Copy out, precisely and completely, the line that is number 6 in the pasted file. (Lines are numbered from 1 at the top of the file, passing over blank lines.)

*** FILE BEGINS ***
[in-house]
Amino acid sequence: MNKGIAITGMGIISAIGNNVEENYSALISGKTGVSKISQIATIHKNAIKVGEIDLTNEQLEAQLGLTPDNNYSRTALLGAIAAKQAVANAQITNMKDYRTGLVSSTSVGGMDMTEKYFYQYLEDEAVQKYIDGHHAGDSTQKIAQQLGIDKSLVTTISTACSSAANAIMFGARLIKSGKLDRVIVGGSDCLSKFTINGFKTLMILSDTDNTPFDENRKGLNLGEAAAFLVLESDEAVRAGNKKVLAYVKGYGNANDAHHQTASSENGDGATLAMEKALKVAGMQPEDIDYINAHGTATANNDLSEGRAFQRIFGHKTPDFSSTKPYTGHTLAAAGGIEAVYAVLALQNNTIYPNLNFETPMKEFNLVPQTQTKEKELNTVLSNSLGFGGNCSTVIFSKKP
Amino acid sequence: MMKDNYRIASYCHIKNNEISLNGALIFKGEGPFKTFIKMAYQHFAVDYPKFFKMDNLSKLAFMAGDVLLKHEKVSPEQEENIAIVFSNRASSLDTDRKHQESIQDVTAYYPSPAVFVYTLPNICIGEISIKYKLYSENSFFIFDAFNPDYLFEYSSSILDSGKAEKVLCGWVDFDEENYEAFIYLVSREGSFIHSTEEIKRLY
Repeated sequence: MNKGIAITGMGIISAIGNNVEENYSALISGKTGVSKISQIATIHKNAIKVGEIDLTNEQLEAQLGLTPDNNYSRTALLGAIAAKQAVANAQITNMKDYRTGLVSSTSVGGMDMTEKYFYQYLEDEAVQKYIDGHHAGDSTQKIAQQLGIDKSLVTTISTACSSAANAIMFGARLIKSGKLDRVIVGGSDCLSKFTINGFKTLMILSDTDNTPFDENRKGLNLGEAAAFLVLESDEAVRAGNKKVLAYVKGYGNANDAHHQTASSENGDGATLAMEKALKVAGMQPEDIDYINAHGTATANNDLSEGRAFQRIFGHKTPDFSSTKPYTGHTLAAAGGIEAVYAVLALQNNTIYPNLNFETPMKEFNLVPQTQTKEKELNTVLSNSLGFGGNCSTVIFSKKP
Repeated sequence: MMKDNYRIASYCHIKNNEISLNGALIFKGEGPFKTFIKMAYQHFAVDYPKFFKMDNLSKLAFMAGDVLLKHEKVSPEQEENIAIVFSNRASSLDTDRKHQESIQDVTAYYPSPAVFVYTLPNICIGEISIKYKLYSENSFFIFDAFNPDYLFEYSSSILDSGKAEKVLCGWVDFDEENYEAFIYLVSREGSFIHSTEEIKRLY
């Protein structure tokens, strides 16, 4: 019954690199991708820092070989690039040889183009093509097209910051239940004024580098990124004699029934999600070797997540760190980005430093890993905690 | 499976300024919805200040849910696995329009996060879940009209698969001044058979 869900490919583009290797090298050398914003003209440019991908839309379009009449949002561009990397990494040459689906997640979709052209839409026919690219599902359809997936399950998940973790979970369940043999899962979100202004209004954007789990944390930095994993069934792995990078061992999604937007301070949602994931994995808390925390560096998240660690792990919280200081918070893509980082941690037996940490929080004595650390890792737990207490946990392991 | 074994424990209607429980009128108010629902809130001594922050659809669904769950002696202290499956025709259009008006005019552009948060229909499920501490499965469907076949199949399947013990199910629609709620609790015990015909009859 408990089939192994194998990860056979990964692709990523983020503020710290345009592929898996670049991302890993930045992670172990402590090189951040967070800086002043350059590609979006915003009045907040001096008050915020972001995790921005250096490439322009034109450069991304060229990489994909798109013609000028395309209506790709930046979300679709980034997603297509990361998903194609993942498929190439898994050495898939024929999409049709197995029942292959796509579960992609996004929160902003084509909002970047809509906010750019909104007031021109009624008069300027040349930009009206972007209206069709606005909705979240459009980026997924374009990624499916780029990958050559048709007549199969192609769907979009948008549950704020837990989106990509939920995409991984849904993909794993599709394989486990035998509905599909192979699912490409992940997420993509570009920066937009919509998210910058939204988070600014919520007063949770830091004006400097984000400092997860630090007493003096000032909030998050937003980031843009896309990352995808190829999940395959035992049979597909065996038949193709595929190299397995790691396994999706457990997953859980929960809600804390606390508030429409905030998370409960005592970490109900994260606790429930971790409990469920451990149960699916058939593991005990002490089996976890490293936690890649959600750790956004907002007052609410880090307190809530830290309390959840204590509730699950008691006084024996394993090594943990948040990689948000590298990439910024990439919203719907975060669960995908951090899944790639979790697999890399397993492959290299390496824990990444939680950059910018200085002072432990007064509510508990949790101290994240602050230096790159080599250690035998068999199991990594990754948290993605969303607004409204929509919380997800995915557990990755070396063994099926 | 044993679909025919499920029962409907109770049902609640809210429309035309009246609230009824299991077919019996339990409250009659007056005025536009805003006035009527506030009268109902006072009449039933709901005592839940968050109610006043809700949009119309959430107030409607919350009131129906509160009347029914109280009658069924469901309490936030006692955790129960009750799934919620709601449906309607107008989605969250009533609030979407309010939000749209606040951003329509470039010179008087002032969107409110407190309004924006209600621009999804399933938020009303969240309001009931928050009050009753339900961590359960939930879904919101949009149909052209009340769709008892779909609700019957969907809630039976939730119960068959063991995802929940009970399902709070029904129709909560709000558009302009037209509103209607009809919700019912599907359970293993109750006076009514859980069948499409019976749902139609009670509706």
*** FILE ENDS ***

């Protein structure tokens, strides 16, 4: 019954690199991708820092070989690039040889183009093509097209910051239940004024580098990124004699029934999600070797997540760190980005430093890993905690 | 499976300024919805200040849910696995329009996060879940009209698969001044058979 869900490919583009290797090298050398914003003209440019991908839309379009009449949002561009990397990494040459689906997640979709052209839409026919690219599902359809997936399950998940973790979970369940043999899962979100202004209004954007789990944390930095994993069934792995990078061992999604937007301070949602994931994995808390925390560096998240660690792990919280200081918070893509980082941690037996940490929080004595650390890792737990207490946990392991 | 074994424990209607429980009128108010629902809130001594922050659809669904769950002696202290499956025709259009008006005019552009948060229909499920501490499965469907076949199949399947013990199910629609709620609790015990015909009859 408990089939192994194998990860056979990964692709990523983020503020710290345009592929898996670049991302890993930045992670172990402590090189951040967070800086002043350059590609979006915003009045907040001096008050915020972001995790921005250096490439322009034109450069991304060229990489994909798109013609000028395309209506790709930046979300679709980034997603297509990361998903194609993942498929190439898994050495898939024929999409049709197995029942292959796509579960992609996004929160902003084509909002970047809509906010750019909104007031021109009624008069300027040349930009009206972007209206069709606005909705979240459009980026997924374009990624499916780029990958050559048709007549199969192609769907979009948008549950704020837990989106990509939920995409991984849904993909794993599709394989486990035998509905599909192979699912490409992940997420993509570009920066937009919509998210910058939204988070600014919520007063949770830091004006400097984000400092997860630090007493003096000032909030998050937003980031843009896309990352995808190829999940395959035992049979597909065996038949193709595929190299397995790691396994999706457990997953859980929960809600804390606390508030429409905030998370409960005592970490109900994260606790429930971790409990469920451990149960699916058939593991005990002490089996976890490293936690890649959600750790956004907002007052609410880090307190809530830290309390959840204590509730699950008691006084024996394993090594943990948040990689948000590298990439910024990439919203719907975060669960995908951090899944790639979790697999890399397993492959290299390496824990990444939680950059910018200085002072432990007064509510508990949790101290994240602050230096790159080599250690035998068999199991990594990754948290993605969303607004409204929509919380997800995915557990990755070396063994099926 | 044993679909025919499920029962409907109770049902609640809210429309035309009246609230009824299991077919019996339990409250009659007056005025536009805003006035009527506030009268109902006072009449039933709901005592839940968050109610006043809700949009119309959430107030409607919350009131129906509160009347029914109280009658069924469901309490936030006692955790129960009750799934919620709601449906309607107008989605969250009533609030979407309010939000749209606040951003329509470039010179008087002032969107409110407190309004924006209600621009999804399933938020009303969240309001009931928050009050009753339900961590359960939930879904919101949009149909052209009340769709008892779909609700019957969907809630039976939730119960068959063991995802929940009970399902709070029904129709909560709000558009302009037209509103209607009809919700019912599907359970293993109750006076009514859980069948499409019976749902139609009670509706």